£10m of repairs for Blackheath tunnel start on June 1

Inside the Blackheath tunnel - image: Network Rail

The Blackheath tunnel will close for 10 weeks from June 1 to allow for £10m of essential repairs. 

Trains will not run between Blackheath and Charlton as Network Rail carries out work on the 175-year-old London tunnel. 

Southeastern trains which normally run through the tunnel will be diverted via other routes during the closure.

The tunnel will reopen on Monday, August 12 when services between Blackheath and Charlton will resume. 

The essential work will involve cleaning soot from tunnel using a specialist industrial vacuum cleaner and replacing tens of thousands of bricks damaged by the freezing and thawing of rainwater. 

Network Rail will also install a new concrete tunnel lining to stop water leaking into the tunnel. 

These extra works will mean less disruption for customers in the long term and will be crucial for the reliable running of the railway long into the future.  

A closure of 10 consecutive weeks is needed because carrying out work in cramped and narrow tunnels is incredibly difficult. 

Network Rail is also planning to work during the daytime and some nights to maximise the productivity of this closure.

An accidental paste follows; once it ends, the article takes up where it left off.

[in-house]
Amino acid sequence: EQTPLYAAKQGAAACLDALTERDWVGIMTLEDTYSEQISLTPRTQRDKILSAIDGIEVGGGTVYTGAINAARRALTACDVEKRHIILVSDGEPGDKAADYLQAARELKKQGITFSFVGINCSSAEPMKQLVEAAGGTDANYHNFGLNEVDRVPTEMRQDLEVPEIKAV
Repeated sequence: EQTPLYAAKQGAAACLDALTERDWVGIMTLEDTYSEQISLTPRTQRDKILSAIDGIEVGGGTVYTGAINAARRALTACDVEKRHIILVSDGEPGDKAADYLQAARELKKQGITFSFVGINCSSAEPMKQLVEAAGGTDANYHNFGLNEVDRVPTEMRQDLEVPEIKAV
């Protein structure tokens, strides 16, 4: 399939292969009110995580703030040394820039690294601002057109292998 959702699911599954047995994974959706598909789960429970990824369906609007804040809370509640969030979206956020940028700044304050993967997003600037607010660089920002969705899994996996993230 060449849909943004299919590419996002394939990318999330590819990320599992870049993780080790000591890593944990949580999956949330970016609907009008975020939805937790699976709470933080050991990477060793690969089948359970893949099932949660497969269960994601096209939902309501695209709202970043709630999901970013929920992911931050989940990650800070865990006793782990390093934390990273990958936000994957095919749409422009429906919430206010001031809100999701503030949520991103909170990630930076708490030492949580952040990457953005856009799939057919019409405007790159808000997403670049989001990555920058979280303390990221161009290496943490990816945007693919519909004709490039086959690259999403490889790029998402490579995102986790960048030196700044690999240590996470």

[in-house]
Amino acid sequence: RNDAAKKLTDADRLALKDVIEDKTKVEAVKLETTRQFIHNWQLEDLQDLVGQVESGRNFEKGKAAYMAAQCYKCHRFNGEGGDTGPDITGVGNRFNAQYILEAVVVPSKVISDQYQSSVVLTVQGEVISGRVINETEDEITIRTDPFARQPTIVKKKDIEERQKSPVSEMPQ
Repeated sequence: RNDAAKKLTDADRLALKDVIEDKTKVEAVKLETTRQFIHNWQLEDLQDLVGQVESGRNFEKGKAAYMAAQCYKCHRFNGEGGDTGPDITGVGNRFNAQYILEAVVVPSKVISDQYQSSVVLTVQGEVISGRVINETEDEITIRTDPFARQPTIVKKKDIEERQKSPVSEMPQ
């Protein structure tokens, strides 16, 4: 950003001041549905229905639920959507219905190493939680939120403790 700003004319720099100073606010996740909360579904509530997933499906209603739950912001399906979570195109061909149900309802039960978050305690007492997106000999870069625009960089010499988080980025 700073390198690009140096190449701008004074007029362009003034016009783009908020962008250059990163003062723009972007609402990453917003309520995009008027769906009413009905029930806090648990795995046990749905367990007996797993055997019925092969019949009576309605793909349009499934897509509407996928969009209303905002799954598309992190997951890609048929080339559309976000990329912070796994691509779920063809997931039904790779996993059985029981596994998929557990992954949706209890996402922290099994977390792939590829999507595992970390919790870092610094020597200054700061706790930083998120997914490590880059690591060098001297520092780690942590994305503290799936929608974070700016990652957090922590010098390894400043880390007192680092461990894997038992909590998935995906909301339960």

The one-mile-long tunnel, which opened in 1849, is prone to leaks and damage from water which filters through the ground above into the tunnel.

While the tunnel is safe, the wet conditions are damaging the track and electrical equipment, which has caused around 1,000 minutes of delay to Southeastern customers in the past year.

David Davidson, Network Rail’s Kent route director, said: “Working consecutively over 10 weeks means we can reduce the overall disruption to passengers and give them reliability improvements sooner. The alternative would have been a year of weekend closures. 

“We look to manage the impact of work on railway neighbours, carrying out any noisy activities during the day, but with the tunnel more than 20m underground any noise and vibration from the work will be minimal. 

“After we’ve cleared the soot from the tunnel this summer, a full assessment of the extent of further repair work needed next year can be made. 

“We’re really grateful to passengers and neighbours for their patience and are working closely with Southeastern to make sure everyone understands the changes and the impact on their journeys.”


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